Despite reports yesterday evening that pressure testing of the well had begun, BP announced this morning that a hydraulic leak in the new cap prevented the company from fully closing it. The test was originally scheduled to start midday Tuesday, less than a day after the new, tight-fitting cap was installed on the well, but was then pushed back until late Wednesday so there would be more time to analyze the plan for conducting it and interpreting its results. Last night’s equipment failure was the latest setback.
BP replaced a malfunctioning valve—part of the cap’s choke line—overnight, and is once again preparing to shut in the well for the test. “We’re looking to start this test as soon as we can,” BP senior vice president Kent Wells told reporters at a morning press briefing.
This latest series of delays followed several days of relatively seamless operations. The cap-installation procedure went smoothly and was completed ahead of schedule, on the third day of what was expected to be a four- to seven-day operation.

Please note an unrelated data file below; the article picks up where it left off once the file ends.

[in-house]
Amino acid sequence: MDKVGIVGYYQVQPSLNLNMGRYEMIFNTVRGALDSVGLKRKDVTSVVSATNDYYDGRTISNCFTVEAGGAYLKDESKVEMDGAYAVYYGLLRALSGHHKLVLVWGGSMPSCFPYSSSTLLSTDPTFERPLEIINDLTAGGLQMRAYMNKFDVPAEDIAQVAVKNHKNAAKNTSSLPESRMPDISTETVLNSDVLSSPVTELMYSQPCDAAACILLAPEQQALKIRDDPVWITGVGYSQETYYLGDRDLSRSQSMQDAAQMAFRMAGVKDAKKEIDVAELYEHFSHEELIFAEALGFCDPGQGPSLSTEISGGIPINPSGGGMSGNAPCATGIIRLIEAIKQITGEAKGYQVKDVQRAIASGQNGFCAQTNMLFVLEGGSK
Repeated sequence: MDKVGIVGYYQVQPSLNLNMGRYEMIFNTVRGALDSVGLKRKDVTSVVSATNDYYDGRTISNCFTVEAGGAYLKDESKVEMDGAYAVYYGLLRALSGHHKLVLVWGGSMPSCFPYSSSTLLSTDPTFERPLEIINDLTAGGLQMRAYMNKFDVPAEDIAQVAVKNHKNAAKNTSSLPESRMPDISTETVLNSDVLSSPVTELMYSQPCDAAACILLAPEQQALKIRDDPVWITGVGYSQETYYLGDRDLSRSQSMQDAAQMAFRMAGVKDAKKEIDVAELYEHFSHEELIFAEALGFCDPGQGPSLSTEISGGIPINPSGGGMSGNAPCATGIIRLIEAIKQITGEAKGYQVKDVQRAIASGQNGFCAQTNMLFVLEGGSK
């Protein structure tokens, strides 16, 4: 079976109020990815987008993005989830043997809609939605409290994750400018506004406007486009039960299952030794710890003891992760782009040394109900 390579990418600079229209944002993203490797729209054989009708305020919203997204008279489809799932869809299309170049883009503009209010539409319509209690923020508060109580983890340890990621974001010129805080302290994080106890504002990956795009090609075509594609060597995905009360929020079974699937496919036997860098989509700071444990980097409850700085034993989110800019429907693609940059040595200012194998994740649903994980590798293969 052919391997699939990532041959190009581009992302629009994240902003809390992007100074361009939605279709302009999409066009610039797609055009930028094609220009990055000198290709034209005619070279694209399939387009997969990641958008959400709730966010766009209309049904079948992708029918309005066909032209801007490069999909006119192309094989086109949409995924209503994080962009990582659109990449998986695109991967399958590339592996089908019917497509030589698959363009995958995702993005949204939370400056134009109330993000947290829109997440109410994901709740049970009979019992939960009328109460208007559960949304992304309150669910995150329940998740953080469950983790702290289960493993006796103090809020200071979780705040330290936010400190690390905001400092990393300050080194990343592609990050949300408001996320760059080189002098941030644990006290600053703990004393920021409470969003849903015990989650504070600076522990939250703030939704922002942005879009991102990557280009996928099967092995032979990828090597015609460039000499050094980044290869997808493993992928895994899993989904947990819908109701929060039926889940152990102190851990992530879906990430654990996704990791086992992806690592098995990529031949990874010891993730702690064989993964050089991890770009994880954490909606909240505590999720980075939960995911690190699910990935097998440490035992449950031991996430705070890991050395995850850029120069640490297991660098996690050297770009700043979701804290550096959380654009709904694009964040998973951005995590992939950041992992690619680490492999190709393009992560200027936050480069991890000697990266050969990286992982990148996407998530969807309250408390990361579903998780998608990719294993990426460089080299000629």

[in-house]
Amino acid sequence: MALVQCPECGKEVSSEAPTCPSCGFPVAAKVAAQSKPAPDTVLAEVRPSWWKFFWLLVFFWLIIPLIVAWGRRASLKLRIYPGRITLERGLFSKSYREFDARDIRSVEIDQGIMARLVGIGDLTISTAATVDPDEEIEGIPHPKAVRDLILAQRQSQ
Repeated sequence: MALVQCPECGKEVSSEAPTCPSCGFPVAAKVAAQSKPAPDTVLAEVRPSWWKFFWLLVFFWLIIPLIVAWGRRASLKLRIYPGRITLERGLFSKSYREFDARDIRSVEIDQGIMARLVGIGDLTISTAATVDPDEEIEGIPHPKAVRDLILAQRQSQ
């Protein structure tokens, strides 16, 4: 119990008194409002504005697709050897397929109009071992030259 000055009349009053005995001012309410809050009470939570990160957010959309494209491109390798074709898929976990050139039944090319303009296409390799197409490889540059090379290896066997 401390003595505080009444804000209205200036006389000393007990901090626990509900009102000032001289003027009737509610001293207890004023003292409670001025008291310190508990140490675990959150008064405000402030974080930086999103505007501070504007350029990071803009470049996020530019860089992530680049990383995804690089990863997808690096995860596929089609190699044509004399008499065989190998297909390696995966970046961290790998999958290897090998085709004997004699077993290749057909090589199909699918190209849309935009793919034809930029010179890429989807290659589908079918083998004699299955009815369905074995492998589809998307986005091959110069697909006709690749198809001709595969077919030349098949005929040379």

When BP is ready to start the test, the new cap will be used to completely seal off the well, allowing sensors to measure the full pressure of the oil inside. The results will allow government and industry scientists to assess the well bore’s condition and determine whether it’s safe to keep the well closed long term.
If the well’s integrity is good, the pressure within it should rise and hold at a high level once the well is fully shut in. But if oil is able to escape through damaged underground sections of the well, then the pressure would not build and would remain at a lower level or even decrease over time.
Should the test indicate that damage has occurred, BP would have to reopen the well and allow oil to flow once more, although containment operations would soon be able to funnel most or all of it to the surface for collection.